Can Parenting Classes Help End the Child-Abuse Epidemic?

Can parenting classes help curb child abuse? The Atlantic explores the successes and limitations of abuse prevention programs.

The National Children’s Alliance offers sobering and tragic statistics: in 2013, nearly 700,000 children were abused or neglected. 

Children who grow up in abusive and neglectful environments are more likely to suffer from depression, anxiety, and obesity as adults. They’re also at higher risk of teen pregnancy, drug addiction, and dropping out of school.

The estimated cost of each case of abuse — that is, each person reeling from a traumatic childhood — is estimated at $1.8 million over the course of a lifetime.

Addressing our pervasive child abuse epidemic requires a complicated system of prevention, intervention, and consequence.

An article published by The Atlantic explores the impact of a parenting program called Triple P, intended to train and educate parents who are at risk for, or have been suspected of, abusing.

The article’s author, Olga Khazan, writes, “Triple P is a prominent player in a little-explored corner of the healthcare realm: Programs that aim to teach parents how to be parents.”

She goes on to explain the evolution of programs like Triple P,

Classes like Triple P have proliferated in recent decades, and now, more than a dozen programs strive to curb child abuse through good parenting. Many of these programs target frustrated or isolated parents who haven’t laid a finger on their kids. But others are geared toward parents who are already suspected of abuse, as well as those who are “at risk” of abusing. Social workers would rather keep kids with their parents if it’s reasonably safe to do so. If a mildly abusive parent can be reformed, his child is less likely to enter foster care.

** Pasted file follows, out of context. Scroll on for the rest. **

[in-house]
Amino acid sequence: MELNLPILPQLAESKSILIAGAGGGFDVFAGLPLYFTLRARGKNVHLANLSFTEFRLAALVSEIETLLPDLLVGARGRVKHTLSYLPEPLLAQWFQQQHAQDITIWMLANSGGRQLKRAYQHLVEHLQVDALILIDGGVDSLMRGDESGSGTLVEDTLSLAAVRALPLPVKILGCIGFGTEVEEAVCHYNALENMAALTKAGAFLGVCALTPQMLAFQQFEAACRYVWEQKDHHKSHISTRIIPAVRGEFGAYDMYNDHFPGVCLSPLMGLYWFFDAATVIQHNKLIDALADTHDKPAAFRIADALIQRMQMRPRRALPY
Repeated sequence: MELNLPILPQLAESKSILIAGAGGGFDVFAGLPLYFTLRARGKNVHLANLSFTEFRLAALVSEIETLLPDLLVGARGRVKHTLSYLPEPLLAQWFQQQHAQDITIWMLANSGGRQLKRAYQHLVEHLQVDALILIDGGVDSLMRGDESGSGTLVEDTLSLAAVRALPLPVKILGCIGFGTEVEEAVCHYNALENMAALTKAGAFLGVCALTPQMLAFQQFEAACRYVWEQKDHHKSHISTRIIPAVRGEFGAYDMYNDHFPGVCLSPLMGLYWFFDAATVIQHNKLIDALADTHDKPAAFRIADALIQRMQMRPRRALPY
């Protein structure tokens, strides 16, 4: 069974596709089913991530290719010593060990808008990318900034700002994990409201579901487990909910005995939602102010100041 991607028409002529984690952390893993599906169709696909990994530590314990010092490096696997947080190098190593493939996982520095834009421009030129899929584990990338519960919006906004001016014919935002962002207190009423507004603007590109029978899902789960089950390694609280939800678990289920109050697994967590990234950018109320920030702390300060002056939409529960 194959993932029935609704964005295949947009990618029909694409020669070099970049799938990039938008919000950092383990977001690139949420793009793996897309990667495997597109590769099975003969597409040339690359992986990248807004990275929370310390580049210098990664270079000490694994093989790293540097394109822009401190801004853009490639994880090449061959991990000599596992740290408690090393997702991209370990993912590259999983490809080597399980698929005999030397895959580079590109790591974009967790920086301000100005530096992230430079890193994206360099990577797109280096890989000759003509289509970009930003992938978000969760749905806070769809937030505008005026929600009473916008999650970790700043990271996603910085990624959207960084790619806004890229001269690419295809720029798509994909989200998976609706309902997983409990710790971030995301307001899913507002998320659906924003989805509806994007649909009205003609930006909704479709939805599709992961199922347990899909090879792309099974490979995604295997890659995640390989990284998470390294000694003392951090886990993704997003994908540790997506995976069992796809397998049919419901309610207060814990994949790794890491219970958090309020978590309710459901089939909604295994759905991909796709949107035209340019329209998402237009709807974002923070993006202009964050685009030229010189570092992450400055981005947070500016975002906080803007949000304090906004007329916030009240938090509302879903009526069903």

Khazan continues,

The driving philosophy is that parenting is not necessarily intuitive. You have to pass a test to drive a car or represent someone before a judge, but not to do something as important as raising a child. 

Most of these programs are supported by evidence indicating that they work to decrease abuse, at least to an extent.

But there are critics who claim the positive results of Triple P are difficult to replicate. This may be due in part to conflicts of interest among the publishers of the course materials and the researchers evaluating the efficacy of the program. It may also be due to the difficulty of translating one program — Triple P operates in 25 countries — across cultures and languages.

Maybe, as Khazan posits, the issue is that we expect too much when, really, there’s only so much a program like Triple P can do,

In conversations with prosecutors and social workers around the country, I heard repeatedly that child abuse was closely linked to drug use. And several studies have found that, while most children are abused by someone they live with, the perpetrator is often an unrelated adult, not the parent. … Abusive families’ troubles might run deeper than Triple P can penetrate.

Khazan goes on,

If parents are finding Triple P’s tips useful, it would be foolish to discount it just because it hasn’t singlehandedly solved child abuse. But parents would be better able to cheerfully soldier on through whining and tantrums—as Triple P expects them to—if they had affordable childcare, good housing, and enough money for food.

Indeed. Perhaps it’s best to consider that programs like Triple P are a bit of a bandaid hastily applied for lack of a tourniquet. It’s a superficial solution intended to teach parents how to parent regardless of their circumstances when, in fact, the circumstances are the issue.

 

Source: The Atlantic, Welcome to Parent College, Can parenting classes help end America’s disgraceful child-abuse epidemic? (March 14, 2016)